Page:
Virally vectored vaccine delivery: medical needs, mechanisms, advantages and challenges

Pinschewer, Daniel D.. (2017) Virally vectored vaccine delivery: medical needs, mechanisms, advantages and challenges. Swiss medical weekly, 147. w14465.

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Official URL: https://edoc.unibas.ch/76561/

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Vaccines represent one of the most successful chapters in the history of medicine. Over the past decades, the advent of recombinant cDNA technology has enabled the biomedical community to genetically engineer viruses for vaccine delivery purposes. As a starting point, this review evaluates the unmet medical needs, which drive scientists and industry to exploit such fundamentally new technology for human vaccination. The author discusses the molecular functioning, production and safety profile of replication-competent and -deficient viral vector systems, representing two fundamentally distinct classes of "genetic vaccines". Building upon this knowledge, he dissects the immunological mechanisms rendering immune responses to viral vectors qualitatively and quantitatively distinct from those elicited by non-live vaccination approaches. These mechanisms comprise (1) the vectors' innate immune recognition by the host cell, (2) potent priming of CD8+ cytotoxic T cells as a result of dendritic cell targeting and endogenous protein synthesis, (3) conformational antigen display for protective antibody induction as well as (4) prolonged availability of substantial quantities of antigen. Deduced from these features, preferential indications for virally vectored vaccines are discussed, taking into consideration specific medical needs as well as risk-benefit assessments of replicating vector systems. The limitations and challenges in virally vectored vaccination must also be given careful consideration. Pre-existing and vaccination-induced anti-vector immunity can interfere with vaccine immunogenicity and prime-boost vaccination, respectively. Additionally, the requirement for eukaryotic production systems imposes technological as well as regulatory hurdles. Existing strategies to overcome these challenges are outlined. With the recent licensure of the first virally vectored vaccine this review seems timely to herald the introduction of virally vectored vaccines into daily medical practice.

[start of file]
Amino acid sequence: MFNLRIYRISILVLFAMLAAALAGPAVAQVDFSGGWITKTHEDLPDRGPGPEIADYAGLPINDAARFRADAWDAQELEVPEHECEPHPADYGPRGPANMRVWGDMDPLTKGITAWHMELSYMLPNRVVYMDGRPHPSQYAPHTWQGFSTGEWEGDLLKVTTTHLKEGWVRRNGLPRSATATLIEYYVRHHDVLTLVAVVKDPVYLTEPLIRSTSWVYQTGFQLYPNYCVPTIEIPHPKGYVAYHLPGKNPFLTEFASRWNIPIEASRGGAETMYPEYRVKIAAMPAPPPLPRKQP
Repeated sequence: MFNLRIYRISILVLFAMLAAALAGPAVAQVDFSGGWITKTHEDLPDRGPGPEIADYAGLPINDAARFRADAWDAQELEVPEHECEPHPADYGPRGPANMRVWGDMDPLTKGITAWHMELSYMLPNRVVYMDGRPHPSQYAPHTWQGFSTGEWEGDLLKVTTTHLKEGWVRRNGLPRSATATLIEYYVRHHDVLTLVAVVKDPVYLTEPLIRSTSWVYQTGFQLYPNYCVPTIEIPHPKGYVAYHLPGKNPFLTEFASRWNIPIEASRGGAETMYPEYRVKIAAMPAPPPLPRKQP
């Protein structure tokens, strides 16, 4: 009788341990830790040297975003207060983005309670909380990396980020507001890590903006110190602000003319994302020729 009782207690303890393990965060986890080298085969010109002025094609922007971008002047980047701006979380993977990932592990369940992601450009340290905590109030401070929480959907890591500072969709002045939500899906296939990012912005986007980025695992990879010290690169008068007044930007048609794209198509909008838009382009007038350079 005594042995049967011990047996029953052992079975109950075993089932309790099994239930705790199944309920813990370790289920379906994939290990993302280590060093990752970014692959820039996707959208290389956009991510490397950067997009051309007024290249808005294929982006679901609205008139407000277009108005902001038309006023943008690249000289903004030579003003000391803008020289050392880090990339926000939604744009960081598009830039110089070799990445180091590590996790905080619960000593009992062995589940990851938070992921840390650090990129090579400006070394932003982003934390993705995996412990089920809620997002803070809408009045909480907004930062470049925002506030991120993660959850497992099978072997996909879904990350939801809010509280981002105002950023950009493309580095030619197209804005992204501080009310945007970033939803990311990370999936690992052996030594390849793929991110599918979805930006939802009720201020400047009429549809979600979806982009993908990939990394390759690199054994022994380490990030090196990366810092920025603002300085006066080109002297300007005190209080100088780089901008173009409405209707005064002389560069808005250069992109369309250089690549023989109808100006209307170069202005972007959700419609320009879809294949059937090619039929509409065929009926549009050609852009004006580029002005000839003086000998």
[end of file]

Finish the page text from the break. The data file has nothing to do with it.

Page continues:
Faculties and Departments:03 Faculty of Medicine > Departement Biomedizin > Division of Medical Microbiology > Experimental Virology (Pinschewer)
UniBasel Contributors:Pinschewer, Daniel
Item Type:Article, refereed
Article Subtype:Research Article
Publisher:EMH Swiss Medical Publishers
Note:Publication type according to Uni Basel Research Database: Journal article
Identification Number:
Last Modified:20 Aug 2020 14:55
Deposited On:20 Aug 2020 14:55

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